Carl Orff - Biographical sketch
Orff's music, his musikē - I use the Greek term on purpose - offers less for the ear than traditional opera music. But it involves all the senses; for it is not only sound, but also dance, not only sound, but also play, not only song, but also scene, theatre - it is music in the sense of an art of music that unites and unites all the arts, as the Greeks first conceived it.
Carl Orff was born in Munich on 10 July 1895. He began piano lessons at the age of five and later studied the cello and organ. From 1903, there is evidence of regular visits to the theatre and opera. His first printed work, the song "Eiland, ein Sang vom Chiemsee", appeared in 1911, even before Orff had attended systematic courses in music theory. From 1912 to 1914, he studied composition with Anton Beer-Walbrunn at the Munich Academy of Music, and from 1914 onwards he studied piano with Hermann Zilcher. In 1915, Orff gained his first practical experience in the theatre, working as a répétiteur and becoming Kapellmeister at the Munich Kammerspiele a year later. After a short period of military service, he joined Wilhelm Furtwängler as Kapellmeister at the Mannheim National Theatre and the Landestheater Darmstadt in 1918. Orff took composition lessons again with Heinrich Kaminski and worked intensively with Bach, Buxtehude, Pachelbel and especially Monteverdi. As a co-founder of the "Günther School" for gymnastics, music and dance in Munich (1924), he took over the management of the department for dance music education. Here, Orff found an ideal field for pedagogical experimentation in order to develop the "Orff-Schulwerk" (1930-1934/1950-1954), which spread worldwide with great success and is still used today in social and curative education. In 1936, Orff was commissioned to compose part of the entrance music for the opening ceremony of the Olympic Games. From 1950 to 1960, he taught a masterclass in composition at the State Academy of Music in Munich. From 1955 he lived in Dießen am Ammersee; he died in Munich on 29 March 1982.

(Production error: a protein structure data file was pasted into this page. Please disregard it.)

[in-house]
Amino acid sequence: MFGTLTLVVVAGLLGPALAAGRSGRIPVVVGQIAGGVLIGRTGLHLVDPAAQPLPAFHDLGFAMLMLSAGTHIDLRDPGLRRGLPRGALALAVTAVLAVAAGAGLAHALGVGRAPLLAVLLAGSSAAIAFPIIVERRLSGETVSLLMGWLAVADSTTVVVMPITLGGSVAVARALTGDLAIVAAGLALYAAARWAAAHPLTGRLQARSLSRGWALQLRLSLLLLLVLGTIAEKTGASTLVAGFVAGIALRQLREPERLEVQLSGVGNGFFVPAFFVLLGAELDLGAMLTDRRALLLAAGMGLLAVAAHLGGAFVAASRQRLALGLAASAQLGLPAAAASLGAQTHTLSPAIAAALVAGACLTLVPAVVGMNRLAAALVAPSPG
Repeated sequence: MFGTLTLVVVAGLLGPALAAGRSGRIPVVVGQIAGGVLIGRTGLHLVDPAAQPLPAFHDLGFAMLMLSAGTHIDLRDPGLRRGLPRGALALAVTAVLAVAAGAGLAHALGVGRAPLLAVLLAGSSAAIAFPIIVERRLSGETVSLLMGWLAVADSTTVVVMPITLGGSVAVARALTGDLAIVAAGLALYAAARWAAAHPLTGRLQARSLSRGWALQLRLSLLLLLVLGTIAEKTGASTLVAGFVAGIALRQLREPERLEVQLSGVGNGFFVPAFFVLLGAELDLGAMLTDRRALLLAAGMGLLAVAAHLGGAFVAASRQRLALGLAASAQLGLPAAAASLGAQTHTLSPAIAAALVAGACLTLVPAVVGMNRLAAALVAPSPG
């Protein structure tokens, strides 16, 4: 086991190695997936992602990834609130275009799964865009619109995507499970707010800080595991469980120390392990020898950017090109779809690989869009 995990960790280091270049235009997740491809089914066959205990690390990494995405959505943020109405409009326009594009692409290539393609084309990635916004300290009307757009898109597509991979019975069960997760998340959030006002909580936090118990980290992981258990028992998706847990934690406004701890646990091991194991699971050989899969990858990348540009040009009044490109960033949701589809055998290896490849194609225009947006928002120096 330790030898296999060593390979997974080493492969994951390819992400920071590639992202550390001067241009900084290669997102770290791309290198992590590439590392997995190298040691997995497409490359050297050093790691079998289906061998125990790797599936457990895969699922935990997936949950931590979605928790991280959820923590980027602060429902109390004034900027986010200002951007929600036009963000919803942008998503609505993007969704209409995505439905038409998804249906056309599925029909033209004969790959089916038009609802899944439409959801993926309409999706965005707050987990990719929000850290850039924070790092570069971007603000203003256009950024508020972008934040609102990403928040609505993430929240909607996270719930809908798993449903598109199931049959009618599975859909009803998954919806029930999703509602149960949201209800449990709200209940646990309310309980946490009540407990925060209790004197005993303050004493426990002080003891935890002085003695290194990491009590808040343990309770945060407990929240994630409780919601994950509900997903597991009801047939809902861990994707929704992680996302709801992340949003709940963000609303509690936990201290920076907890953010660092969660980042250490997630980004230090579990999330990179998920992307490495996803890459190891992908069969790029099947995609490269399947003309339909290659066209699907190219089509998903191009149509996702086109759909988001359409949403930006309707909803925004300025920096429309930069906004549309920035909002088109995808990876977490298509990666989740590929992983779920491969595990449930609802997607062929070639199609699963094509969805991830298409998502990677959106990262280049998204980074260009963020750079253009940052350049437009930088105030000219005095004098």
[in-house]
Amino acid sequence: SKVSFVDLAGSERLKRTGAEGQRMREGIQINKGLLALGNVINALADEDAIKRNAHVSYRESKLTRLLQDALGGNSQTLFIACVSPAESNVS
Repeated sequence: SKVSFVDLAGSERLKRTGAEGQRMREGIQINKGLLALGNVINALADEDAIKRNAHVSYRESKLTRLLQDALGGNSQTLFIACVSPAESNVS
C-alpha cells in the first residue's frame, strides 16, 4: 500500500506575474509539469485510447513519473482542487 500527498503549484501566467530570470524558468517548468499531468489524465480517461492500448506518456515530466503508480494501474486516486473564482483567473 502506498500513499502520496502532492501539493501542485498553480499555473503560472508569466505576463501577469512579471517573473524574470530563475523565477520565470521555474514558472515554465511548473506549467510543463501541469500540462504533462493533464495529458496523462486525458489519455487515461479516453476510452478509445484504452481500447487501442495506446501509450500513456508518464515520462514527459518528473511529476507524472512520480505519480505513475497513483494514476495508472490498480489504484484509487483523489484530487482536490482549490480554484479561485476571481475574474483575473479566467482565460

From the very beginning, Orff focussed exclusively on text-based music. His aim was to combine theatre, music, dance and drama into a unity, with the rhythmic organisation of language often forming the compositional framework. In 1912, Orff composed his first choral work ("Also sprach Zarathustra", after Nietzsche) and an early opera, Gisei, das Opfer, which was still strongly influenced by Debussy and was completed in 1913. By studying the counterpoint of old masters, Orff finally found his own style. His fascination with the writings of the Middle Ages and antiquity was reflected in works such as the cycle Trionfi (Carmina Burana, 1936, Catulli Carmina, 1943 and Trionfo di Afrodite, 1951), Hölderlin's adaptations of Greek dramas Antigonae (1949) and Oedipus the Tyrant (1959) as well as Aeschylus' Prometheus (1967). The fairytale-like works Der Mond (1938/71) and Die Kluge (1942) belong to a second group. Impressed by the vocal richness of the dialect, Orff also wrote works in the old Bavarian dialect: Die Bernauerin (1946). His last stage work, the mystery De temporum fine comoedia, was premiered at the Salzburg Festival in 1973.
The Carmina Burana is Carl Orff's best-known composition. The songs, composed as a scenic cantata, were based on texts from a medieval manuscript from the Benediktbeuern monastery. In a mixture of archaic harmonies and dance-like, pulsating rhythms, Orff created music of enormous dynamism. Not least the powerful "Fortuna" chorus that frames the spring, drinking and love songs has made Carmina Burana one of the most frequently performed works of 20th century music.
Carl Orff received honorary doctorates from the Universities of Tübingen (1959) and Munich (1972) as well as the Grand Cross of Merit with Star and Shoulder Ribbon of the Federal Republic of Germany (1972). In 1947 he was awarded the Music Prize of the City of Munich and in 1974 the Romano Guardini Prize of the Catholic Academy in Bavaria. Carl Orff was an honorary citizen of the city of Munich and a member of the Order pour le mérite for Sciences and Arts. The Carl Orff Museum in Dießen am Ammersee commemorates the life and work of the composer; several educational establishments, schools and institutions have been named after him.